We're making real progress on important policy issues impacting children with cancer and childhood cancer survivors:
March 2018: STAR Act Passes the Senate
On March 22nd, the Childhood Cancer STAR Act passed the Senate! Now, we push for a vote in the House. Join us as we work to get this life-saving legislation across the finish line.
The Childhood Cancer Survivorship, Treatment, Access & Research (STAR) Act of 2017 is sweeping childhood cancer legislation that will help children with cancer live longer, healthier lives. Learn more about this bill. →
The Childhood Cancer STAR Act is the most comprehensive childhood cancer legislation ever taken up by Congress. It represents important bipartisan legislation designed to advance pediatric cancer research and child-focused cancer treatments, while also improving childhood cancer surveillance and providing enhanced resources for survivors.
The Childhood Cancer STAR Act of 2015 was passed by the U.S. House of Representative in the closing days of the 114th Congress but did not clear the Senate before the end of the session. We have high hopes to see this bill signed into law this session, but we need your help to get there. Use our action alert below to ask your Members of Congress to sign on.
AS OF APRIL 2018, THERE ARE OVER 360 COSPONSORS OF THE STAR ACT IN THE HOUSE - MORE THAN 80% OF THE HOUSE OF REPRESENTATIVES!
February 2018: CHIP Renewed for 10 Years
The Children's Health Insurance Program (CHIP) has a proven track record of providing high-quality, cost-effective coverage for children with cancer.
In January 2018, Congress agreed to a deal to re-open the government with a Continuing Resolution that included a 6-year extension of the Children's Health Insurance Program. Coming 114 days after CHIP expired, this reauthorization provided long-awaited relief to millions of American families who depend on CHIP for their kids' healthcare, including many families of children with cancer.
Just weeks later, on February 8th, Congressional leaders announced that they had agreed to lengthen the six-year extension to a full ten years, as part of a broader two-year budget agreement. This spending agreement funds CHIP through 2027, providing families with ease of mind for the foreseeable future.
Since its inception in 1997, CHIP, together with Medicaid, has helped to bring needed services to children with cancer and survivors. CHIP has helped ensure that 95 percent of all children in America are enrolled in some form of insurance coverage.
“CHIP was a bipartisan solution to a pressing problem facing American children and families when it was adopted in 1997, and its importance and impact in securing a healthy future for children with cancer has only increased.”
— Children's Cause for Cancer Advocacy
August 2017: RACE for Children Act Signed into Law
On August 19, 2017 President Trump signed the Research to Accelerate Cures and Equity for Children Act into law!
The Senate overwhelmingly passed the RACE Act on August 3, 2017 as part of a larger FDA user fees bill. The House of Representatives passed this legislation on July 12, 2017.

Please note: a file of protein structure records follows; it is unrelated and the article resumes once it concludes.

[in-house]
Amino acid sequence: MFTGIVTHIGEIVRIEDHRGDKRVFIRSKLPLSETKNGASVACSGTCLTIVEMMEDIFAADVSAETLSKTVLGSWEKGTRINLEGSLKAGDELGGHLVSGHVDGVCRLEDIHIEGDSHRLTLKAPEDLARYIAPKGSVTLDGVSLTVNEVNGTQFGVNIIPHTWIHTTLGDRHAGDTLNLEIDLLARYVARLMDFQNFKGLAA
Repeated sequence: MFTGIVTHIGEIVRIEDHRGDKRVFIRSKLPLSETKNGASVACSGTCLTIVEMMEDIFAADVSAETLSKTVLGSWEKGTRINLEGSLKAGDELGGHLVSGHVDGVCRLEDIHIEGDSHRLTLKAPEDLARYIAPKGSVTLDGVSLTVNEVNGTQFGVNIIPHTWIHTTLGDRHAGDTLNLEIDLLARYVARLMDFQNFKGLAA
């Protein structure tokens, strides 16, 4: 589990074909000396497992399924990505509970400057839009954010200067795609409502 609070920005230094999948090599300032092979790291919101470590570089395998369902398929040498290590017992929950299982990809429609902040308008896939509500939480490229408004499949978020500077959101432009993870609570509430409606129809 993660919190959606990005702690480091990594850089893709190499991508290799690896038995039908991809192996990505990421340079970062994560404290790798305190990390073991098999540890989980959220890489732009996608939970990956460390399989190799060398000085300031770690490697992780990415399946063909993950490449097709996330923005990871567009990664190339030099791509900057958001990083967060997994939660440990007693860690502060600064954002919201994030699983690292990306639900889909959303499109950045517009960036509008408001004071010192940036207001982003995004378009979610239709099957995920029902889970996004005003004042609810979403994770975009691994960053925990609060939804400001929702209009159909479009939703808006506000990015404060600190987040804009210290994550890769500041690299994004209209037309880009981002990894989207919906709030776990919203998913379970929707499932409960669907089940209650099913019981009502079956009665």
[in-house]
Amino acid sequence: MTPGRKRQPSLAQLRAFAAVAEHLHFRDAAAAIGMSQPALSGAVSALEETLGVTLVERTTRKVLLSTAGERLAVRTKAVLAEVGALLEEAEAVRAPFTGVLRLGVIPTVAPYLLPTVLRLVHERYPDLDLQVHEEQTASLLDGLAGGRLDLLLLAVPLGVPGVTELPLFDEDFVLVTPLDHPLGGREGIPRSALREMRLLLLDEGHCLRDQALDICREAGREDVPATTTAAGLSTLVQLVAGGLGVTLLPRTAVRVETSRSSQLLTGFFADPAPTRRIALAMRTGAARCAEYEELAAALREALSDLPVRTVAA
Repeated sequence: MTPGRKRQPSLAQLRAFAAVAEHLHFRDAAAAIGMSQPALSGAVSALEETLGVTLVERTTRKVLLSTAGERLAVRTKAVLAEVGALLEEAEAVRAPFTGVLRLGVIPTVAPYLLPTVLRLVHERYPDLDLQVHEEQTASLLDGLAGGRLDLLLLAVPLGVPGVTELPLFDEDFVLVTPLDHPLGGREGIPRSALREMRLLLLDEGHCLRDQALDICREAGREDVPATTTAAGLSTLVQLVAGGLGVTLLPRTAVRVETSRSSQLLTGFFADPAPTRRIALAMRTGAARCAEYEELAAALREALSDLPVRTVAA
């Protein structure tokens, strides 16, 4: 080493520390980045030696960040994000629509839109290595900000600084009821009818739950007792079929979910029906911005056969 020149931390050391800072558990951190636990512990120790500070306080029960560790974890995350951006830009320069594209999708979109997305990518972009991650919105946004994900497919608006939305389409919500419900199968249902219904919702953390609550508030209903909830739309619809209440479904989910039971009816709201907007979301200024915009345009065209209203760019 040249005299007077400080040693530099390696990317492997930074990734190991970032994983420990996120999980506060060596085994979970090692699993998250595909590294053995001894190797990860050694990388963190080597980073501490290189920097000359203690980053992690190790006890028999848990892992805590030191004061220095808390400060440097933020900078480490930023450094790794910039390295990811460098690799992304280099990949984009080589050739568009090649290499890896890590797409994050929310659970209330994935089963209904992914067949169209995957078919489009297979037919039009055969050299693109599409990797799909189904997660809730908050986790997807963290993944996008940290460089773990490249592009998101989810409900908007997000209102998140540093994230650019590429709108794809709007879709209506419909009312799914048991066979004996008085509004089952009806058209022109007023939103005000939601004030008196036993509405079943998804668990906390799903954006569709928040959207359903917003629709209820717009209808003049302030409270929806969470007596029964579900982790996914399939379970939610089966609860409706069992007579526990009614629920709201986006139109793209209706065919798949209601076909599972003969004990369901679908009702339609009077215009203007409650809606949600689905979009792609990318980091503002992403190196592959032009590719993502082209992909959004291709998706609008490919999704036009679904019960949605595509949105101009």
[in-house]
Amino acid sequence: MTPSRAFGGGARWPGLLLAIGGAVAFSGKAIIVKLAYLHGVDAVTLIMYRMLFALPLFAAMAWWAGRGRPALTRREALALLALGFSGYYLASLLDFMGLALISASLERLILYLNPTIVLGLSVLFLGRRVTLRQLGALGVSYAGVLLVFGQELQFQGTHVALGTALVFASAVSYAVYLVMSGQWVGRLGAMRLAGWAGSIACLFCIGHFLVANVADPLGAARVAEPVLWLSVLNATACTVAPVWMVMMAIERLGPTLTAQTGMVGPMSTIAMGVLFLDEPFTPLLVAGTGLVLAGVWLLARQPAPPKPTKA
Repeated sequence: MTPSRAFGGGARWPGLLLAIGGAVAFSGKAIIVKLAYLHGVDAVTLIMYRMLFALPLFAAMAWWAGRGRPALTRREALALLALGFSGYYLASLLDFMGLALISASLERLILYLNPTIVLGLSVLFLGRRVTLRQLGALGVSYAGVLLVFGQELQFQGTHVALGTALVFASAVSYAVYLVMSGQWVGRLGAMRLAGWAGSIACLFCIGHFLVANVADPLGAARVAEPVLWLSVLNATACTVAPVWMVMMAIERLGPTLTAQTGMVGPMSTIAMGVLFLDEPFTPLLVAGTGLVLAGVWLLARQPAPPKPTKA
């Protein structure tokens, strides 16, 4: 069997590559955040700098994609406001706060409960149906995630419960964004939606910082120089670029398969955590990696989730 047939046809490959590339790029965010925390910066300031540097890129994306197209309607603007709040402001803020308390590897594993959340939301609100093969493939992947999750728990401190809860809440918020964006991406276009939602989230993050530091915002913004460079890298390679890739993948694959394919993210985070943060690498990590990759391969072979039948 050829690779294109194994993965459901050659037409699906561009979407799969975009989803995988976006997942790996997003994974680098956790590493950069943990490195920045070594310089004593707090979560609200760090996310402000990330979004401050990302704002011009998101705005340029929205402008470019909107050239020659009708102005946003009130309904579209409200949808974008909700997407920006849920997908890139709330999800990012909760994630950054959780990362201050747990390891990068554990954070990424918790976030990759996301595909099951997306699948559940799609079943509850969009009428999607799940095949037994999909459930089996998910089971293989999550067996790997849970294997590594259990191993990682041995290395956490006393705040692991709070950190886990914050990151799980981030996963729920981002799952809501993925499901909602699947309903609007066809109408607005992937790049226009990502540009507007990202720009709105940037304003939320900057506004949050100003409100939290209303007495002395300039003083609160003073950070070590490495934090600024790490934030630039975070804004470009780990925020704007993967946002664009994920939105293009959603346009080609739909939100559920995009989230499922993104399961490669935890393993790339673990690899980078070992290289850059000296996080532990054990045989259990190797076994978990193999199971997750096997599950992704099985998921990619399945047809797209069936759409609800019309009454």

We thank Members of Congress for their support -- and we especially thank each of you who reached out to your Representatives and Senators throughout this process.
The FDA Reauthorization Act is a five-year reauthorization of user fee programs, which fund the agency's drug and medical device reviews.
The childhood cancer community celebrates this hard-fought achievement. RACE Act provisions hail from a blueprint report that grew out of a working group of the Alliance for Childhood Cancer and the Coalition Against Childhood Cancer in 2015-2016. For the past year, childhood cancer stakeholders - including the Children's Cause - have been involved in intensive bipartisan, bicameral negotiations with Congressional champions to make these recommendations a reality.
This legislation calls for patients to be part of the discussion with FDA about what drugs should be developed for kids. Children's Cause will continue to be at the table speaking up for our kids, and we continue to rely on your support to make us a stronger voice in Washington.
More on the RACE Act: The small population of children with cancer provides little market incentive for the biopharmaceutical industry to develop new pediatric oncology drugs. Childhood cancer remains the leading cause of disease-related death in our children, and new and better therapies are sorely needed for children battling cancer.
Fifteen years ago, Congress passed a pair of laws - the Best Pharmaceuticals for Children Act (BPCA) and the Pediatric Research Equity Act (PREA) - that provide critically important information on the safe and effective use of medications in the pediatric population. While BPCA and PREA have yielded important new safety and labeling information for other children’s diseases, the laws have had a very modest impact on childhood cancer. In fact, exceptions carved out have resulted in PREA having virtually no effect in stimulating more treatments for childhood cancer.
The RACE Act will eliminate those exemptions and improve opportunities for more studies in childhood cancer by:
- Requiring that companies developing cancer drugs do PREA studies of their drugs in children when the molecular target of their drug is relevant to a children's cancer; and
- Ending the exemption of PREA obligations for cancer drugs with orphan designations if the molecular target of their drug is relevant to a children's cancer.